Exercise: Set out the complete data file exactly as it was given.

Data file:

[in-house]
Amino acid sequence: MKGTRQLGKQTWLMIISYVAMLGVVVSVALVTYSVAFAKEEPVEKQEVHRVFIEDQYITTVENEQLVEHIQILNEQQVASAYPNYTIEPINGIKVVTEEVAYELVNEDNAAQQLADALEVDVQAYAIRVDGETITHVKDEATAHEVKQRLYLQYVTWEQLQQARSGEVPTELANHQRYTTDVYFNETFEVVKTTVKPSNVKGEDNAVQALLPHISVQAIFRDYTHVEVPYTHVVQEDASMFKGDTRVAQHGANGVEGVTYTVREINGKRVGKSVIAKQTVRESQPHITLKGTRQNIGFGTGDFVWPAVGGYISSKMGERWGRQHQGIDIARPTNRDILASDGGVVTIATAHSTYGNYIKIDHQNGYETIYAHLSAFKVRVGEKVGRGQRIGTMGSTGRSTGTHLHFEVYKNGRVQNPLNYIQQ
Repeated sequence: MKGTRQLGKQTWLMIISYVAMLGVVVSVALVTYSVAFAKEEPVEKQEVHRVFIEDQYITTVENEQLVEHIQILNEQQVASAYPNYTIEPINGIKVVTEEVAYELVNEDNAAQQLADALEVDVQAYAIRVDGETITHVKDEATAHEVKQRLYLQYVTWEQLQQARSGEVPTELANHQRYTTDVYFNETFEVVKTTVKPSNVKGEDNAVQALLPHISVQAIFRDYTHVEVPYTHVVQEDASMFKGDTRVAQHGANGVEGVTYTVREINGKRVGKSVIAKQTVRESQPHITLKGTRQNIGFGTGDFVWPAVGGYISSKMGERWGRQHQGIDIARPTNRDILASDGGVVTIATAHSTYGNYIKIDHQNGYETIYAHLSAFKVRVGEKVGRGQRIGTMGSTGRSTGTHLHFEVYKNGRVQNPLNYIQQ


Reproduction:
[in-house]
Amino acid sequence: MKGTRQLGKQTWLMIISYVAMLGVVVSVALVTYSVAFAKEEPVEKQEVHRVFIEDQYITTVENEQLVEHIQILNEQQVASAYPNYTIEPINGIKVVTEEVAYELVNEDNAAQQLADALEVDVQAYAIRVDGETITHVKDEATAHEVKQRLYLQYVTWEQLQQARSGEVPTELANHQRYTTDVYFNETFEVVKTTVKPSNVKGEDNAVQALLPHISVQAIFRDYTHVEVPYTHVVQEDASMFKGDTRVAQHGANGVEGVTYTVREINGKRVGKSVIAKQTVRESQPHITLKGTRQNIGFGTGDFVWPAVGGYISSKMGERWGRQHQGIDIARPTNRDILASDGGVVTIATAHSTYGNYIKIDHQNGYETIYAHLSAFKVRVGEKVGRGQRIGTMGSTGRSTGTHLHFEVYKNGRVQNPLNYIQQ
Repeated sequence: MKGTRQLGKQTWLMIISYVAMLGVVVSVALVTYSVAFAKEEPVEKQEVHRVFIEDQYITTVENEQLVEHIQILNEQQVASAYPNYTIEPINGIKVVTEEVAYELVNEDNAAQQLADALEVDVQAYAIRVDGETITHVKDEATAHEVKQRLYLQYVTWEQLQQARSGEVPTELANHQRYTTDVYFNETFEVVKTTVKPSNVKGEDNAVQALLPHISVQAIFRDYTHVEVPYTHVVQEDASMFKGDTRVAQHGANGVEGVTYTVREINGKRVGKSVIAKQTVRESQPHITLKGTRQNIGFGTGDFVWPAVGGYISSKMGERWGRQHQGIDIARPTNRDILASDGGVVTIATAHSTYGNYIKIDHQNGYETIYAHLSAFKVRVGEKVGRGQRIGTMGSTGRSTGTHLHFEVYKNGRVQNPLNYIQQ